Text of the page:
• Pair-Share Warm-Up: What do you know about Panama? Whole class discusses and teacher shows map of Panama. What might scientists be interested in studying there? What is a paleontologist?
    Teacher Slide Show, “My Research Expedition to Panama”
    Pair-Share: What are some examples of how the scientists and teachers used Science & Engineering Practices on this trip? Students fill in examples in notebook (SEP list already there). Whole-class shares examples.
  • Teacher shows students a photo of complete set of fossils found in one locality (e.g. Gatun) and photo of field site in Panama. Real fossils are laid out on front table. Student groups are assigned and given a picture of fossil set, and then they brainstorm: What could be learned from these fossils? Students write ideas in notebooks.

Day 2—Engage & Explore
Focus Question: What can be learned from a set of marine fossils from Panama?

  • Warm-Up: What would you like to know about these fossils? How could you study them? (Students read notes from yesterday, look at projected photo of fossil set, add more ideas.) Whole class sharing of ideas.
  • Video clip: Shape of Life: Profile of Paleontologist Geerat Vermeji, discussion
  • Activity: Exploring Marine Fossils from Panama—Teacher gives instructions for groups, goals, resources available, gives a bag of one type of fossil per group. Start with drawing of fossil and identification.

 Day 3—Engage & Explore

  • Student Groups use the Gatun Fossil Guide, finish making a drawing, answer questions about where fossils came from, age of fossils, identity of fossil, what kind of creature lived/ made the shell.
  • Mini-lesson: Importance of location (maps, GPS), scientific names, time line for age, creatures that made the shells.
  • Discuss: Which Science Practices did you use today?
  • Notebook stamp

Day 4—Explore (Cont’d)
Focus Question: What is data? What kinds of data about fossils could be useful and why?

  • Mini-Lessons: how to use tools, metric units
  • Student groups decide what to measure and how, record data in notebooks
  • Whole-class discussion: Which Practices did you use?
  • Notebook check for collection of data (teacher stamp)

Day 5—Explore (Cont’d)
Focus Question: How do scientists plan and conduct investigations? What is a paleontologist?

  • Students watch video clip from Shape of Life on Peter Ward, Paleontologist, discuss how he planned and conducted an investigation.
  • Student groups choose question to investigate and collect more data on fossil shells. Choose to answer: 1) How can you use data to confirm the identity of your fossil? Or 2) How can you use data to investigate the diversity of fossils found at San Judas?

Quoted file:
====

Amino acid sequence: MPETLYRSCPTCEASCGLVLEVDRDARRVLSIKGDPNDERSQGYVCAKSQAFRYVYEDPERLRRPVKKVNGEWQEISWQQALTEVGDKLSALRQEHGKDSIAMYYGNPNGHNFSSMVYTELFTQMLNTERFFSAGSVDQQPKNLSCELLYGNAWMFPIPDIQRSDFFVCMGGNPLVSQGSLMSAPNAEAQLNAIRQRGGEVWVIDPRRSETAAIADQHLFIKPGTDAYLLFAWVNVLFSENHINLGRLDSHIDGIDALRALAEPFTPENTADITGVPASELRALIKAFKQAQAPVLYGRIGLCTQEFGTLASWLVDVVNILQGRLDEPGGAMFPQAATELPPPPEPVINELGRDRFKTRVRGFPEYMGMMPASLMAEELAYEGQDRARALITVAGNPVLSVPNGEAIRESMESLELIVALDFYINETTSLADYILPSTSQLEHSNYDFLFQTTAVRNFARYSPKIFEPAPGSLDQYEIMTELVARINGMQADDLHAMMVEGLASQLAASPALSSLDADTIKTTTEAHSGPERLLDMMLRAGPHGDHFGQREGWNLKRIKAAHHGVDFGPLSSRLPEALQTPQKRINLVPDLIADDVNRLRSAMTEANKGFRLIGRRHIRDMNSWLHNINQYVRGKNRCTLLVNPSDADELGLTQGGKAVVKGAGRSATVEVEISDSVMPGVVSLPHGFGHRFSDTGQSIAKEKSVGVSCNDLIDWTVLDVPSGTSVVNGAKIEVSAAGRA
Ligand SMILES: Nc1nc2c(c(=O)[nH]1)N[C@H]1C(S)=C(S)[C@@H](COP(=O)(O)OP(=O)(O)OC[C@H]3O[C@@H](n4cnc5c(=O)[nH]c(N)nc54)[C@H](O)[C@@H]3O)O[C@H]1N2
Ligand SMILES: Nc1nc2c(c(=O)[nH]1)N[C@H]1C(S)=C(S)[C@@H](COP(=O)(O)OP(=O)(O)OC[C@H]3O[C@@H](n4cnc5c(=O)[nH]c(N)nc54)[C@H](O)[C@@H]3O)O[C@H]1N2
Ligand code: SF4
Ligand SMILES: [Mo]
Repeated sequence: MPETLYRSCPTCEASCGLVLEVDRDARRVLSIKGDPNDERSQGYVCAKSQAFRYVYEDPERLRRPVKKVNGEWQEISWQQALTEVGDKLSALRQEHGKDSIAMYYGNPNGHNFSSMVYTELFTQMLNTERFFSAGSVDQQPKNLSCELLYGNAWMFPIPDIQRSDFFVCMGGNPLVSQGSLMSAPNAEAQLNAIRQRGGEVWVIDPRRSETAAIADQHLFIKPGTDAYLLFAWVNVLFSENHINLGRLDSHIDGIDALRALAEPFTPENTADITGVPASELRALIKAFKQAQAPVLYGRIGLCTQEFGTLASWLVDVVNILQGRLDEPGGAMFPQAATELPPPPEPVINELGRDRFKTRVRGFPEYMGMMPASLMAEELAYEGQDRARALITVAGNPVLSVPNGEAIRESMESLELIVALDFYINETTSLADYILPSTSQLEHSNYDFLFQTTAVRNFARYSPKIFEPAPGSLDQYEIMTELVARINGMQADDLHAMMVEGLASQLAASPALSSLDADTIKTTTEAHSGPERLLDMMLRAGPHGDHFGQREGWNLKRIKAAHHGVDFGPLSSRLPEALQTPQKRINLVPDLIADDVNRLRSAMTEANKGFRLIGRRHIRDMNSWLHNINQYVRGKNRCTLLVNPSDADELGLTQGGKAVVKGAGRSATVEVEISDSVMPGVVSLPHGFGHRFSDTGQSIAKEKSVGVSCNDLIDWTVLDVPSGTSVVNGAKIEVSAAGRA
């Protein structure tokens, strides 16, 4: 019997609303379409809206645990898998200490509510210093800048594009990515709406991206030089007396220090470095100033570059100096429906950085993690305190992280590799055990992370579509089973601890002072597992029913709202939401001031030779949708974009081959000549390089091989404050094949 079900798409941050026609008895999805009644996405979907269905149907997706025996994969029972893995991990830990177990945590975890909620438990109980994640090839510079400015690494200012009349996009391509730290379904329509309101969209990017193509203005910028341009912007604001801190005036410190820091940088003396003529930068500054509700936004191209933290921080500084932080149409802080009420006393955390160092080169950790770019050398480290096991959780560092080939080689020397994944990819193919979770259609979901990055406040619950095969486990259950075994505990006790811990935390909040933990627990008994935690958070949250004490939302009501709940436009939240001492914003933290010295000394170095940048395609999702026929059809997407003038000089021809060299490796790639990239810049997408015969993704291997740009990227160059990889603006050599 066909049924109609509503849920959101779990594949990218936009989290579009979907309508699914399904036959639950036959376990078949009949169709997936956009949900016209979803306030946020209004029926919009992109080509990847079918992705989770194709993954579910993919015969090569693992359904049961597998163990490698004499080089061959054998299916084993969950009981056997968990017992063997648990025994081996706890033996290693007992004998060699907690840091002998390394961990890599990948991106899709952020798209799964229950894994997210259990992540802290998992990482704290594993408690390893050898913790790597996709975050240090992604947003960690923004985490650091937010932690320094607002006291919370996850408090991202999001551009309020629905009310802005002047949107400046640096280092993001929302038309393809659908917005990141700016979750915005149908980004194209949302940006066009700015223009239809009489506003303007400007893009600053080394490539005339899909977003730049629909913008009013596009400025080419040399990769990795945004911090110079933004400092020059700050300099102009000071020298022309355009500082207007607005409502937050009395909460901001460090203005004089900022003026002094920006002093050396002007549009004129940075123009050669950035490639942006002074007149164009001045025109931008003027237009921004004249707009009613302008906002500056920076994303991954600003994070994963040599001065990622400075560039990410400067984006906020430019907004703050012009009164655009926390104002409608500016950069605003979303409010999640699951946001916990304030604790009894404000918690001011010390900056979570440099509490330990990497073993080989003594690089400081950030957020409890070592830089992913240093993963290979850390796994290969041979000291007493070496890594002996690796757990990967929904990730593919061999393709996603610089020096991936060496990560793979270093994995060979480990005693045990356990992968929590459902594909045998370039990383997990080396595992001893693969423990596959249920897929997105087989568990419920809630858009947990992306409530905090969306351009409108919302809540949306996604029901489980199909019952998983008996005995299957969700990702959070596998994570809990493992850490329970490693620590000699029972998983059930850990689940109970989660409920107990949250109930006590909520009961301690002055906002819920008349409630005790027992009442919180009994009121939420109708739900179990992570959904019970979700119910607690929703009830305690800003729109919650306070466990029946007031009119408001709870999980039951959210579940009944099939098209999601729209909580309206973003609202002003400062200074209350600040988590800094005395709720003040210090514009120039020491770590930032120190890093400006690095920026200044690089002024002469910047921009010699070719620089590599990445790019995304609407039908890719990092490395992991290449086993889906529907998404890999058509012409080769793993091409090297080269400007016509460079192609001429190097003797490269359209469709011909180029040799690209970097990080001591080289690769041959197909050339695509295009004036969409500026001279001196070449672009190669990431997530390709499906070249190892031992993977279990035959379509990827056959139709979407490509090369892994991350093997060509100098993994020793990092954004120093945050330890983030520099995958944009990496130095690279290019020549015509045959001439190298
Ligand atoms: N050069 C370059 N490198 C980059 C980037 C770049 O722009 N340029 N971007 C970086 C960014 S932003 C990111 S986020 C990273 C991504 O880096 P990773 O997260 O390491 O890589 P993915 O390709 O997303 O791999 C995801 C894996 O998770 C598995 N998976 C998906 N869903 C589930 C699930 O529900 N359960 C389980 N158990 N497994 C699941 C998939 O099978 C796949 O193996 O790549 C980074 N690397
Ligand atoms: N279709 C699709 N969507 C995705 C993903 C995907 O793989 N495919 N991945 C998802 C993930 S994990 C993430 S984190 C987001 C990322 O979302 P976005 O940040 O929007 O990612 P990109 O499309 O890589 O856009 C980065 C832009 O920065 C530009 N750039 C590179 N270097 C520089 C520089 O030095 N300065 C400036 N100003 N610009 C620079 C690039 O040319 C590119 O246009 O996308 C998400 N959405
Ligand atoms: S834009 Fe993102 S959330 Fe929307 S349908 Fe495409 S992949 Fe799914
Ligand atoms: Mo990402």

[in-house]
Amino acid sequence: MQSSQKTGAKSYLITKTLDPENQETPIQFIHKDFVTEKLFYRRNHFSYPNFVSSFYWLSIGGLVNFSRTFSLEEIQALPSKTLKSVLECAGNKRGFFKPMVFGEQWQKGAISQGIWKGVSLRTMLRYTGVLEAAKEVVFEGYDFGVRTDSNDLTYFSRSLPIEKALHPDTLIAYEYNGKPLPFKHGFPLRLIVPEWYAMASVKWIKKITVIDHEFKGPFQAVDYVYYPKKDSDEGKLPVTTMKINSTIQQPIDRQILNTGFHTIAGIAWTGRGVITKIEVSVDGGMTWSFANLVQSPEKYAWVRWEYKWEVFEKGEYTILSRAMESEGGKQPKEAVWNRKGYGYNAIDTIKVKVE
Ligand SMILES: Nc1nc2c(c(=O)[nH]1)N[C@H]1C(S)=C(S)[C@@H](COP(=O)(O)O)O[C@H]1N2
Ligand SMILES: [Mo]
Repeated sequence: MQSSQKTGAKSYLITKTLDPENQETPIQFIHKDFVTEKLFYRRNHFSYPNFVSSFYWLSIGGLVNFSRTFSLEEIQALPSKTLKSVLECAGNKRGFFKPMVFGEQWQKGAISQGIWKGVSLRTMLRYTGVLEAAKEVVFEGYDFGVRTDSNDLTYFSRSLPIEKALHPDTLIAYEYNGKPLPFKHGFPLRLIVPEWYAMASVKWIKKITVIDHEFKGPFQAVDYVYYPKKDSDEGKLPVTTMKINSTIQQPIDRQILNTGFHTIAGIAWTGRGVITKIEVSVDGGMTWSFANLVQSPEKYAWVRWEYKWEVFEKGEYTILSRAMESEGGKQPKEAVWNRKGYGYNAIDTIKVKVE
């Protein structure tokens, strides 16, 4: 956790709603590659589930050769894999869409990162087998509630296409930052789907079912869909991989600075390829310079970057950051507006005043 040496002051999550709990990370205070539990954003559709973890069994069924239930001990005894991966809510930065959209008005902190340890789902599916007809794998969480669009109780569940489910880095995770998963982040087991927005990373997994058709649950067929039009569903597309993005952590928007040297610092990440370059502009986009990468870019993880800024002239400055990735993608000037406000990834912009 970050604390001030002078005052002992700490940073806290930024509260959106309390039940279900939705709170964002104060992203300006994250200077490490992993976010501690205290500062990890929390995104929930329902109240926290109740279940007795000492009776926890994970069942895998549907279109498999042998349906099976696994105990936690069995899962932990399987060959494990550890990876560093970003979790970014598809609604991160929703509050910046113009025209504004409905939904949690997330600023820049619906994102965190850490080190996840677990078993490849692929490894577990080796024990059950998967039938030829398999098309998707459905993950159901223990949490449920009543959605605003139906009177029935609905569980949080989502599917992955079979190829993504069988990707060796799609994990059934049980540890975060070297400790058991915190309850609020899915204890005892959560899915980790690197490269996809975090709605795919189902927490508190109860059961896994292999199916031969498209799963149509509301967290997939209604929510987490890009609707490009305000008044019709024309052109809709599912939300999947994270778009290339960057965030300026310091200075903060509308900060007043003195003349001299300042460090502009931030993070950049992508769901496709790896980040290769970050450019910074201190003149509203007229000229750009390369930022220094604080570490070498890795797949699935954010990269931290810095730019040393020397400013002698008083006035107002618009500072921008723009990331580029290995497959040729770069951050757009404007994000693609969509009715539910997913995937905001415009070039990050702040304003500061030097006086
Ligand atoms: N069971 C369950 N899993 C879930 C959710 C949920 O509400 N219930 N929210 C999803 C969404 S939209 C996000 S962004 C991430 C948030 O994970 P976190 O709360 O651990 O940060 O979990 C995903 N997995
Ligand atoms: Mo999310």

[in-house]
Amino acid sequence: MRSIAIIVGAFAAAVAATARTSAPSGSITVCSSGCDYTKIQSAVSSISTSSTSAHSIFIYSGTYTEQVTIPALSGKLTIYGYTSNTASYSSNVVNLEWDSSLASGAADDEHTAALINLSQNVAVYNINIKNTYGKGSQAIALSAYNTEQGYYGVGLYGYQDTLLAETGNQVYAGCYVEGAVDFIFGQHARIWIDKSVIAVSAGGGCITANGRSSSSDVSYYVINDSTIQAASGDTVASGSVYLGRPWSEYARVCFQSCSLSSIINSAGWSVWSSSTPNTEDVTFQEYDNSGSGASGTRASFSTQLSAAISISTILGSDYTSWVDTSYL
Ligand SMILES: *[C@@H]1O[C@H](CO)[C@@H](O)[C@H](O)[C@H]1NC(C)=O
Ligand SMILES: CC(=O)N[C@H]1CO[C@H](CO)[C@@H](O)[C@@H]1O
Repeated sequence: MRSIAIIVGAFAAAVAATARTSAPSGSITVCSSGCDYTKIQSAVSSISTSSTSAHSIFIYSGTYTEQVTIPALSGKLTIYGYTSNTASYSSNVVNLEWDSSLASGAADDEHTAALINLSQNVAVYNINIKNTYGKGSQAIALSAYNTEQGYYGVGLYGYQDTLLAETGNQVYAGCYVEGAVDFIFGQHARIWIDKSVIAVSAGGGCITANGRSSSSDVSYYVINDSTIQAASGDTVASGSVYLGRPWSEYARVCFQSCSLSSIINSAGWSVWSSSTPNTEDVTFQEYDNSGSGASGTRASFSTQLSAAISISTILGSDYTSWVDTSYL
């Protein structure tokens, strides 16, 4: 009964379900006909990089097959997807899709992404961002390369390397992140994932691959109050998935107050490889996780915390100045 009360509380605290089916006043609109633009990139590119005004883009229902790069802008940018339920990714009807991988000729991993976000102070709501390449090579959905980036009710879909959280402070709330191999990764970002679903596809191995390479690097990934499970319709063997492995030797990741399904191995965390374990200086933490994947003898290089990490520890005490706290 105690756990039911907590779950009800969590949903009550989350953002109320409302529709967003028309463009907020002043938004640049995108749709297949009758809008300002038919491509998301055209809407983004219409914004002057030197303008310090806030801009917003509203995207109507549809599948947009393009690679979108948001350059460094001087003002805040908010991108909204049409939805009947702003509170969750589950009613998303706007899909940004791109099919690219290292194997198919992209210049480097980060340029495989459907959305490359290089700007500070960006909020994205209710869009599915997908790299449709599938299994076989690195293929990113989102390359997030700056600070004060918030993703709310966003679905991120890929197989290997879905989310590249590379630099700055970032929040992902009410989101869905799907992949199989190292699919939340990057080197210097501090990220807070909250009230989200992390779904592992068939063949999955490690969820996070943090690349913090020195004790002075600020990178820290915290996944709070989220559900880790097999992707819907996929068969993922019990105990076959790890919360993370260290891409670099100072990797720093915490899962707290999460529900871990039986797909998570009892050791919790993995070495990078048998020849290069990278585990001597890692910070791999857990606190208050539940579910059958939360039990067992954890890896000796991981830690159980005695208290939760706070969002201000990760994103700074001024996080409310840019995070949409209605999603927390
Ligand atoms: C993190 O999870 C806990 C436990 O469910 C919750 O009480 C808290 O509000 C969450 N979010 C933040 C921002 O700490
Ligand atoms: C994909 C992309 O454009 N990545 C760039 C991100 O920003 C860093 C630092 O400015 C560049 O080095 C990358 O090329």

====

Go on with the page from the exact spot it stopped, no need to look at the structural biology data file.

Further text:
• Students groups use tools to investigate and collect more data. Some mixed bags of fossils are available for the diversity question.

Day 6—Explore (Cont’d)
Focus Question: How do scientists analyze and interpret data? What did your data tell you about the fossils?

  • Students read aloud to partners the textbook pages on how to organize data into a data table. Whole class discusses example given.
  • Mini-Lessons: independent vs. dependent variable, how to calculate average and percent.
  • Whole class uses one group’s data to organize in a Data Table, interpret and reach conclusions about identity of fossil. If time, interpret data on percent of fossils types in San Judas mix.
  • Video Clip: Metric System of Measurement (You Tube NASA). Students discuss and answer in notebooks: Why do scientists use the metric system of measurement?

Reading | Writing | Speaking | Listening Strategies

  • Reading to obtain information in Fossil Guide and textbook
  • Writing questions and answers in Science Notebook
  • Speaking practice while working with peers in group investigations
  • Listening for information in video clips, including stories about two scientists and about the history of the metric system
  • Listening to a guest speaker and writing/speaking up with good questions

Learning Progression

Prior Knowledge needed for this lesson (Or to be revisited):

  • How to use a science notebook
  • Generally what are the 8 Science & Engineering Practices (already listed in notebook)
  • How to use a calculator
  • How to use tools such as rulers, calipers, and triple beam balances
  • Metric units, including millimeters/centimeters and milligrams/grams

Current Knowledge/Skill
Same as objectives listed above

  • How to use a field guide
  • How to organize data in a Data Table
  • How to ask questions and use data to answer them

Future Skill Connections

  • How to read and obtain information from a science article
  • How to closely read and interpret scientific diagrams
  • How to construct explanations to answer scientific questions, such as, “How do fossils form?” and “How do scientists know how old a fossil is?”